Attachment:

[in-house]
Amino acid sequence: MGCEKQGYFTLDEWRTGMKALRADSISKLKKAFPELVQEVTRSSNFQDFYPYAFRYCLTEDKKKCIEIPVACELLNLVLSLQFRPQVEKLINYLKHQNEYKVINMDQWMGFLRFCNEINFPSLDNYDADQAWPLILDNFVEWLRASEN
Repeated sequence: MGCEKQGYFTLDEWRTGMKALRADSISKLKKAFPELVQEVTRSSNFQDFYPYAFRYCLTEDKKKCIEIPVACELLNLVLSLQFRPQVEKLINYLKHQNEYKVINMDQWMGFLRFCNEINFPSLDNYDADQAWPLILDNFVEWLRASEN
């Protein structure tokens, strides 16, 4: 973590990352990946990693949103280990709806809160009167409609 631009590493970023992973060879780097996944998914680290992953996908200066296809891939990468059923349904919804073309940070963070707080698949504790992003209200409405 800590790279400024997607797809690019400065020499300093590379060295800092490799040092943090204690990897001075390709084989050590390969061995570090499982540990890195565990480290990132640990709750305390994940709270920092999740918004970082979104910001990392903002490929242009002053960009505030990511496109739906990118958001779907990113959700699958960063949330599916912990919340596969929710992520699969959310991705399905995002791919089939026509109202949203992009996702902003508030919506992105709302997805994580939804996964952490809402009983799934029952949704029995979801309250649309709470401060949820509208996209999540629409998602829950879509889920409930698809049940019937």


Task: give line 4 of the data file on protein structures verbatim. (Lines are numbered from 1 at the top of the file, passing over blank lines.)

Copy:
């Protein structure tokens, strides 16, 4: 973590990352990946990693949103280990709806809160009167409609 631009590493970023992973060879780097996944998914680290992953996908200066296809891939990468059923349904919804073309940070963070707080698949504790992003209200409405 800590790279400024997607797809690019400065020499300093590379060295800092490799040092943090204690990897001075390709084989050590390969061995570090499982540990890195565990480290990132640990709750305390994940709270920092999740918004970082979104910001990392903002490929242009002053960009505030990511496109739906990118958001779907990113959700699958960063949330599916912990919340596969929710992520699969959310991705399905995002791919089939026509109202949203992009996702902003508030919506992105709302997805994580939804996964952490809402009983799934029952949704029995979801309250649309709470401060949820509208996209999540629409998602829950879509889920409930698809049940019937």